Will Tunisia Be Able to Form a New Government?
Tunisia will see an important changing of the guard much quicker than many observers realize. Sunday's elections will create a Constituent Assembly, tasked with writing a new constitution. But most international coverage seems unaware that the Constituent Assembly will also have the power to immediately appoint a new government. The confusion and lack of clarity surrounding the Constituent Assembly’s mandate has some worried that October 23rd could create the opportunity for a massive power grab, depending on who wins and how they approach their new responsibility.
Understanding the role and scope of the Constituent Assembly requires tracing back its origins. The first announcement of a body to draft Tunisia’s new constitution was March 3rd of this year, when interim President Fouad Mebazaa, responding to popular protests, proposed elections for such a body to take place in July (afterwards postponed until October). Left undefined at the time were what powers the Assembly would have beyond laying the groundwork for Tunisia’s future government. A BBC article reporting the announcement states that the assembly “could either appoint a new government or ask the current executive to carry on.” What perhaps appeared as a bureaucratic detail at the time now looms large, as the assembly will soon indeed be designating new authorities, at whatever scale and with whatever process they deem fit.
Concern about the ambiguity of the scope of the assembly’s powers has mounted since the proposal of the body. In September, a group of political parties and media outlets made a public call for a referendum to restrict the assembly’s duration and legislative authority. The referendum was pre-empted, however, by a voluntary agreement signed among 11 major political parties limiting the body to one year of operation, but not restraining its authority. Additionally, party leaders may have signed the agreement, but it is not binding under any clear legal authority.
The same agreement stipulates that one of the first tasks of the Constituent Assembly will be to appoint a new head of government, who will form a new government to be appointed by the Assembly. The process is so far unspecific, leaving room for backroom negotiations. Through this unpredictable process, Tunisia will have a new president, prime minister, and government within the next few weeks.
One party that has advocated for a maximum of powers for the constituent assembly is the centrist Congress for the Republic (CPR in its French acronym). They were one of the few larger parties not to sign the mandate agreement, as they believed the assembly should be allowed to continue for as long as necessary.
“The current situation in Tunisia necessitates that the new government begin reforms at all levels to save this country. We cannot accomplish these reforms with a provisional government, and a government with a mandate of only one year is necessarily a provisional government,” said Sami Ben Amor, treasurer of the party.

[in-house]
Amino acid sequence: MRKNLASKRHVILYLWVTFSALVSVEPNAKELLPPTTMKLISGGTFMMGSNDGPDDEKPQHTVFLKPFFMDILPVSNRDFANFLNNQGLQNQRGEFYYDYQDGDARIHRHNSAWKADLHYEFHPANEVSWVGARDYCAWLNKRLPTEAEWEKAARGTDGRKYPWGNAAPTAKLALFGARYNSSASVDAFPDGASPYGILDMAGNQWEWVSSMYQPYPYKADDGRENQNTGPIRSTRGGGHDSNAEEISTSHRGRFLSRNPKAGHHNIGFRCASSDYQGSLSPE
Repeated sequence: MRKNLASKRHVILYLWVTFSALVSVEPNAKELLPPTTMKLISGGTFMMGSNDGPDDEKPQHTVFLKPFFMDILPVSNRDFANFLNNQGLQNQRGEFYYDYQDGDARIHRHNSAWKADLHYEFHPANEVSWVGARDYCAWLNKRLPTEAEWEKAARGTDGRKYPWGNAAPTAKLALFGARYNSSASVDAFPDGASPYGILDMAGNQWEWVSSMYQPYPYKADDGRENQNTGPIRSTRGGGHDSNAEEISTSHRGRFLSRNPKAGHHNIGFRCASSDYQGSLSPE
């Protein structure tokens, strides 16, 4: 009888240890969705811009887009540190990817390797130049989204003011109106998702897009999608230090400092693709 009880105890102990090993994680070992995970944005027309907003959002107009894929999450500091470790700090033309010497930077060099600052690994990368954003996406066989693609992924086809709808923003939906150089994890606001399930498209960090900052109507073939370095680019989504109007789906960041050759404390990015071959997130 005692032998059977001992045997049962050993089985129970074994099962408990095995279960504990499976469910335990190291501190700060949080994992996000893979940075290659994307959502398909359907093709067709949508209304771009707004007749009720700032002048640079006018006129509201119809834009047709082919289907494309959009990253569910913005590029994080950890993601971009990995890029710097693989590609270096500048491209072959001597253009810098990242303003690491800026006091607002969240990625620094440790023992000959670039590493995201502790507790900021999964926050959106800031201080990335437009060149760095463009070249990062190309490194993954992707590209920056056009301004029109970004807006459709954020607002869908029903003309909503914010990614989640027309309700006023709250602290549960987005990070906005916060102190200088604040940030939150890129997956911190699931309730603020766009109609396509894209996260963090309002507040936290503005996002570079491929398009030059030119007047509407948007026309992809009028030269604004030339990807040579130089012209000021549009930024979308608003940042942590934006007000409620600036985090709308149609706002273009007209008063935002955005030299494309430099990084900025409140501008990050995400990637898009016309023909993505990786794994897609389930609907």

Ben Amor went on to affirm that the Constituent Assembly should be allowed to last for a minimum of three years and that swift and decisive intervention in the executive branch of Tunisian government was imperative. Ben Amor took a strong line against the current interim government headed by Beji Caid Essebsi and Fouad Mebazaa, saying that he considered the administration to be “against the revolution.”
A Need for Consensus
The appointment of a new government could be a divisive issue for a country that is ideologically diverse, particularly concerning the relationship between Islam and the state. Ennahda, a moderate Islamist party, took the largest plurality of votes in Sunday’s election. Throughout the electoral campaign, any signs of bias for or against the party drew a strong public reaction.
Mohamed Bennour, spokesman for Ettakatol, one of the largest secularist parties, described the predicament: “There are two possibilities, either we have the votes to govern without Ennahda, so Ennahda would find itself in the opposition, or it’s Ennahda who governs and we’re in the opposition. We have difficulty seeing how Tunisia could succeed in either of these scenarios. For us it’s in the national interest to say, ‘Alright, we’re going to make a government together for one year.’”
Ettakatol shares nothing of Ennahda’s views on the centrality of religion and Bennour wouldn’t go so far as to say he was proposing an alliance or coalition with the party. However, he was open to working together in some way. “It’s a compromise. It’s a consensus with a duration of one year. This consensus is necessary for the country to begin moving forward,” said Bennour.
Checks and Balances from the Street
Neither Bennour nor Ben Amor were afraid that the lack of legal definition of the constituent assembly’s powers would open the door to a bypassing of democracy. According to both men, Tunisians are too aware of past attempts to cheat the constitution of their country to accept any kind of overstepping of the assembly’s bounds.
As Ben Amor put it, “Tunisians will not accept a new dictator.”
According to interim Prime Minister Beji Caid Essebsi, the establishment of the new government will not happen before November 9th, so as to allow time for any irregularities in the election to be properly sorted out. The first task of the assembly will be to elect its own president, only afterwards turning to the establishment of a transitional government.
Photo Credit: Wikimedia Commons
This aritlce originally appeared on Tunisia Live.